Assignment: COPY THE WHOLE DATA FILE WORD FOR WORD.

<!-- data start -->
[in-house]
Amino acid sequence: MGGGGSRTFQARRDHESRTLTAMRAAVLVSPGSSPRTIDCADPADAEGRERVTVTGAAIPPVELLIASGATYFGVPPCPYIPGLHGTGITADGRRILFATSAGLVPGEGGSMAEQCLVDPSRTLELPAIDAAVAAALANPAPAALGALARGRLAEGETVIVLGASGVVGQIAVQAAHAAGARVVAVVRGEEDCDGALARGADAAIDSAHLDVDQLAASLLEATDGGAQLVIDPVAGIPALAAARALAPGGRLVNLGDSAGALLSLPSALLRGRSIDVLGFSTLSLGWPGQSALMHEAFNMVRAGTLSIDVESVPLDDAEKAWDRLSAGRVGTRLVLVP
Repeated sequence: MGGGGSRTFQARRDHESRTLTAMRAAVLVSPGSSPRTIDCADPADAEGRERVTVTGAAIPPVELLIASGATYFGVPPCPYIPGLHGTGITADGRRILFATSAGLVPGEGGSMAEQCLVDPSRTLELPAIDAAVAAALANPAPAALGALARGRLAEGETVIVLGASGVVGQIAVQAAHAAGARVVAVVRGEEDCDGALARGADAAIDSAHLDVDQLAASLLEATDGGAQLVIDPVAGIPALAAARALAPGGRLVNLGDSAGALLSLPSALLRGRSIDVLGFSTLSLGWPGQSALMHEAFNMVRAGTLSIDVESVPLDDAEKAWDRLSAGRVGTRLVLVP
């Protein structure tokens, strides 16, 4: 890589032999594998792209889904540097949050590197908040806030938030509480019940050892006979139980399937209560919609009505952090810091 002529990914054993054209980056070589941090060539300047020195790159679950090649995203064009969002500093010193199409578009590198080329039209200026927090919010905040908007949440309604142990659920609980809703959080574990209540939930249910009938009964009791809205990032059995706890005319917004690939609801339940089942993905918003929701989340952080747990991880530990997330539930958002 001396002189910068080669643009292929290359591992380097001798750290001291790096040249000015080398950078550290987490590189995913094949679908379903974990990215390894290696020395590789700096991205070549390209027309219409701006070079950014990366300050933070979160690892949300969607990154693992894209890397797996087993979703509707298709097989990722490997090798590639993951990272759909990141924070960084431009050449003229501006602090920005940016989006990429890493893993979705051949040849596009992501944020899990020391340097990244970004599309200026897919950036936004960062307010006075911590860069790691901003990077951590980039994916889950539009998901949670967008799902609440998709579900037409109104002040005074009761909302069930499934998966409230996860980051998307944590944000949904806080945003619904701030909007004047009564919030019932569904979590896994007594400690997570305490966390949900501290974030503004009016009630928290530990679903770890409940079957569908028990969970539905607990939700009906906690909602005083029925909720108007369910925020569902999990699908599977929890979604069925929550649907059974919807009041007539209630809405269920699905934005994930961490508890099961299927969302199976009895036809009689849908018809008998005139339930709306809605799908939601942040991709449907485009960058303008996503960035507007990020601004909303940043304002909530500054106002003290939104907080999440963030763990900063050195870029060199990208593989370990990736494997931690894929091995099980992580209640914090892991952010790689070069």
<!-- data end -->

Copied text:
[in-house]
Amino acid sequence: MGGGGSRTFQARRDHESRTLTAMRAAVLVSPGSSPRTIDCADPADAEGRERVTVTGAAIPPVELLIASGATYFGVPPCPYIPGLHGTGITADGRRILFATSAGLVPGEGGSMAEQCLVDPSRTLELPAIDAAVAAALANPAPAALGALARGRLAEGETVIVLGASGVVGQIAVQAAHAAGARVVAVVRGEEDCDGALARGADAAIDSAHLDVDQLAASLLEATDGGAQLVIDPVAGIPALAAARALAPGGRLVNLGDSAGALLSLPSALLRGRSIDVLGFSTLSLGWPGQSALMHEAFNMVRAGTLSIDVESVPLDDAEKAWDRLSAGRVGTRLVLVP
Repeated sequence: MGGGGSRTFQARRDHESRTLTAMRAAVLVSPGSSPRTIDCADPADAEGRERVTVTGAAIPPVELLIASGATYFGVPPCPYIPGLHGTGITADGRRILFATSAGLVPGEGGSMAEQCLVDPSRTLELPAIDAAVAAALANPAPAALGALARGRLAEGETVIVLGASGVVGQIAVQAAHAAGARVVAVVRGEEDCDGALARGADAAIDSAHLDVDQLAASLLEATDGGAQLVIDPVAGIPALAAARALAPGGRLVNLGDSAGALLSLPSALLRGRSIDVLGFSTLSLGWPGQSALMHEAFNMVRAGTLSIDVESVPLDDAEKAWDRLSAGRVGTRLVLVP
């Protein structure tokens, strides 16, 4: 890589032999594998792209889904540097949050590197908040806030938030509480019940050892006979139980399937209560919609009505952090810091 002529990914054993054209980056070589941090060539300047020195790159679950090649995203064009969002500093010193199409578009590198080329039209200026927090919010905040908007949440309604142990659920609980809703959080574990209540939930249910009938009964009791809205990032059995706890005319917004690939609801339940089942993905918003929701989340952080747990991880530990997330539930958002 001396002189910068080669643009292929290359591992380097001798750290001291790096040249000015080398950078550290987490590189995913094949679908379903974990990215390894290696020395590789700096991205070549390209027309219409701006070079950014990366300050933070979160690892949300969607990154693992894209890397797996087993979703509707298709097989990722490997090798590639993951990272759909990141924070960084431009050449003229501006602090920005940016989006990429890493893993979705051949040849596009992501944020899990020391340097990244970004599309200026897919950036936004960062307010006075911590860069790691901003990077951590980039994916889950539009998901949670967008799902609440998709579900037409109104002040005074009761909302069930499934998966409230996860980051998307944590944000949904806080945003619904701030909007004047009564919030019932569904979590896994007594400690997570305490966390949900501290974030503004009016009630928290530990679903770890409940079957569908028990969970539905607990939700009906906690909602005083029925909720108007369910925020569902999990699908599977929890979604069925929550649907059974919807009041007539209630809405269920699905934005994930961490508890099961299927969302199976009895036809009689849908018809008998005139339930709306809605799908939601942040991709449907485009960058303008996503960035507007990020601004909303940043304002909530500054106002003290939104907080999440963030763990900063050195870029060199990208593989370990990736494997931690894929091995099980992580209640914090892991952010790689070069």